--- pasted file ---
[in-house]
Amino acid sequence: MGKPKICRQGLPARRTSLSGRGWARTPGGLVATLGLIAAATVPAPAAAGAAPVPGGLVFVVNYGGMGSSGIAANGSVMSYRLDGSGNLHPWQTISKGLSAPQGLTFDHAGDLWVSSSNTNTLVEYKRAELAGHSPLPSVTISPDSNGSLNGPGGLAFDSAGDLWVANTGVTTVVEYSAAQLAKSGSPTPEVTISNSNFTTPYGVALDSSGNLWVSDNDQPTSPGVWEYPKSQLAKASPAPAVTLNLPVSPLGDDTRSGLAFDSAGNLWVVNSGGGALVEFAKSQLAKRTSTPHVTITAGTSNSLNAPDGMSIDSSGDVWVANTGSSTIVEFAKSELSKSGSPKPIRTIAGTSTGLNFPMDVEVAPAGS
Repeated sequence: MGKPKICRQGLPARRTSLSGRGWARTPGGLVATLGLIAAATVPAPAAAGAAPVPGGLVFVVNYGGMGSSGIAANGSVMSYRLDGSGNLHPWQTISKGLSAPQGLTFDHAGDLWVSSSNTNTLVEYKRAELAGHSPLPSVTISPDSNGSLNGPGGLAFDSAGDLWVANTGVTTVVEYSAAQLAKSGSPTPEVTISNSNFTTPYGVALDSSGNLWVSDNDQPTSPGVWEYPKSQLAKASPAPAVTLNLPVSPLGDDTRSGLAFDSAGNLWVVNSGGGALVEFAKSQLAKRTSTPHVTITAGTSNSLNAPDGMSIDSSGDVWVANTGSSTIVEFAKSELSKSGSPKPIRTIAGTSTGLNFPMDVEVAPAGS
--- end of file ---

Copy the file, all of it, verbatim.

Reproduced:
[in-house]
Amino acid sequence: MGKPKICRQGLPARRTSLSGRGWARTPGGLVATLGLIAAATVPAPAAAGAAPVPGGLVFVVNYGGMGSSGIAANGSVMSYRLDGSGNLHPWQTISKGLSAPQGLTFDHAGDLWVSSSNTNTLVEYKRAELAGHSPLPSVTISPDSNGSLNGPGGLAFDSAGDLWVANTGVTTVVEYSAAQLAKSGSPTPEVTISNSNFTTPYGVALDSSGNLWVSDNDQPTSPGVWEYPKSQLAKASPAPAVTLNLPVSPLGDDTRSGLAFDSAGNLWVVNSGGGALVEFAKSQLAKRTSTPHVTITAGTSNSLNAPDGMSIDSSGDVWVANTGSSTIVEFAKSELSKSGSPKPIRTIAGTSTGLNFPMDVEVAPAGS
Repeated sequence: MGKPKICRQGLPARRTSLSGRGWARTPGGLVATLGLIAAATVPAPAAAGAAPVPGGLVFVVNYGGMGSSGIAANGSVMSYRLDGSGNLHPWQTISKGLSAPQGLTFDHAGDLWVSSSNTNTLVEYKRAELAGHSPLPSVTISPDSNGSLNGPGGLAFDSAGDLWVANTGVTTVVEYSAAQLAKSGSPTPEVTISNSNFTTPYGVALDSSGNLWVSDNDQPTSPGVWEYPKSQLAKASPAPAVTLNLPVSPLGDDTRSGLAFDSAGNLWVVNSGGGALVEFAKSQLAKRTSTPHVTITAGTSNSLNAPDGMSIDSSGDVWVANTGSSTIVEFAKSELSKSGSPKPIRTIAGTSTGLNFPMDVEVAPAGS